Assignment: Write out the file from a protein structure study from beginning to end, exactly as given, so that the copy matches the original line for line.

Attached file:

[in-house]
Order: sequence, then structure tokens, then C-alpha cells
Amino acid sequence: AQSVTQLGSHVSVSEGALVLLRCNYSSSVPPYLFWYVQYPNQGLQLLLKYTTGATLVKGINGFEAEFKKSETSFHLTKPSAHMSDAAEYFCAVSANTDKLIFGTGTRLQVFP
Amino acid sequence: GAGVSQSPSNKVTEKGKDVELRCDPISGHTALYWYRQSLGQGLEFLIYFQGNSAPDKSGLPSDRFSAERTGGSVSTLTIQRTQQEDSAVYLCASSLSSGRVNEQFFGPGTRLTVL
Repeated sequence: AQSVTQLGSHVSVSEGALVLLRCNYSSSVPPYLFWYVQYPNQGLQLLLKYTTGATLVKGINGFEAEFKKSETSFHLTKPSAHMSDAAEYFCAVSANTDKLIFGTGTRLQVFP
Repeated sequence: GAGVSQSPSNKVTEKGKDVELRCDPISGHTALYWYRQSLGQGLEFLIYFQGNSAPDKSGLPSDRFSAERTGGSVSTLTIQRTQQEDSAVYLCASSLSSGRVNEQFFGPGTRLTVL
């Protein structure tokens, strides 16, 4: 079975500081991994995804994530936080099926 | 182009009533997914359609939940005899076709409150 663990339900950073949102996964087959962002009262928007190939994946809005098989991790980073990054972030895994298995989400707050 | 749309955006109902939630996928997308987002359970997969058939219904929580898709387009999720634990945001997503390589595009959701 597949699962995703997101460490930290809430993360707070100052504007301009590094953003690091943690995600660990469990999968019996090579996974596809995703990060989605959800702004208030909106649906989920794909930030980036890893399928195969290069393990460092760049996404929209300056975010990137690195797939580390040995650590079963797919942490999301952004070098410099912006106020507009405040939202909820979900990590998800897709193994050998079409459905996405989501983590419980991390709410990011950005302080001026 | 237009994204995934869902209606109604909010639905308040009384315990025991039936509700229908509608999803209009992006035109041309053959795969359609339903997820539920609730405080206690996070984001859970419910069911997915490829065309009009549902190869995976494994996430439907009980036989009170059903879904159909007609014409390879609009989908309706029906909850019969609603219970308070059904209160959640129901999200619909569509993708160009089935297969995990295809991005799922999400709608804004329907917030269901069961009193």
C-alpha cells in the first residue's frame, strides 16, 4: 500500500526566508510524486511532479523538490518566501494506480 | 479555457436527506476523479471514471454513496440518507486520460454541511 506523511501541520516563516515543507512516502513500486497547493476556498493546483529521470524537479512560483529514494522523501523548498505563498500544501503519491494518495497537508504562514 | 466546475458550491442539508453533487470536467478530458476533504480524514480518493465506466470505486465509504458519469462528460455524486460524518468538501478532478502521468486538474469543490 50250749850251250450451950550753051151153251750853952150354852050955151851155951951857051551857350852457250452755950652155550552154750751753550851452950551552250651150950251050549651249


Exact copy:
[in-house]
Order: sequence, then structure tokens, then C-alpha cells
Amino acid sequence: AQSVTQLGSHVSVSEGALVLLRCNYSSSVPPYLFWYVQYPNQGLQLLLKYTTGATLVKGINGFEAEFKKSETSFHLTKPSAHMSDAAEYFCAVSANTDKLIFGTGTRLQVFP
Amino acid sequence: GAGVSQSPSNKVTEKGKDVELRCDPISGHTALYWYRQSLGQGLEFLIYFQGNSAPDKSGLPSDRFSAERTGGSVSTLTIQRTQQEDSAVYLCASSLSSGRVNEQFFGPGTRLTVL
Repeated sequence: AQSVTQLGSHVSVSEGALVLLRCNYSSSVPPYLFWYVQYPNQGLQLLLKYTTGATLVKGINGFEAEFKKSETSFHLTKPSAHMSDAAEYFCAVSANTDKLIFGTGTRLQVFP
Repeated sequence: GAGVSQSPSNKVTEKGKDVELRCDPISGHTALYWYRQSLGQGLEFLIYFQGNSAPDKSGLPSDRFSAERTGGSVSTLTIQRTQQEDSAVYLCASSLSSGRVNEQFFGPGTRLTVL
């Protein structure tokens, strides 16, 4: 079975500081991994995804994530936080099926 | 182009009533997914359609939940005899076709409150 663990339900950073949102996964087959962002009262928007190939994946809005098989991790980073990054972030895994298995989400707050 | 749309955006109902939630996928997308987002359970997969058939219904929580898709387009999720634990945001997503390589595009959701 597949699962995703997101460490930290809430993360707070100052504007301009590094953003690091943690995600660990469990999968019996090579996974596809995703990060989605959800702004208030909106649906989920794909930030980036890893399928195969290069393990460092760049996404929209300056975010990137690195797939580390040995650590079963797919942490999301952004070098410099912006106020507009405040939202909820979900990590998800897709193994050998079409459905996405989501983590419980991390709410990011950005302080001026 | 237009994204995934869902209606109604909010639905308040009384315990025991039936509700229908509608999803209009992006035109041309053959795969359609339903997820539920609730405080206690996070984001859970419910069911997915490829065309009009549902190869995976494994996430439907009980036989009170059903879904159909007609014409390879609009989908309706029906909850019969609603219970308070059904209160959640129901999200619909569509993708160009089935297969995990295809991005799922999400709608804004329907917030269901069961009193």
C-alpha cells in the first residue's frame, strides 16, 4: 500500500526566508510524486511532479523538490518566501494506480 | 479555457436527506476523479471514471454513496440518507486520460454541511 506523511501541520516563516515543507512516502513500486497547493476556498493546483529521470524537479512560483529514494522523501523548498505563498500544501503519491494518495497537508504562514 | 466546475458550491442539508453533487470536467478530458476533504480524514480518493465506466470505486465509504458519469462528460455524486460524518468538501478532478502521468486538474469543490 50250749850251250450451950550753051151153251750853952150354852050955151851155951951857051551857350852457250452755950652155550552154750751753550851452950551552250651150950251050549651249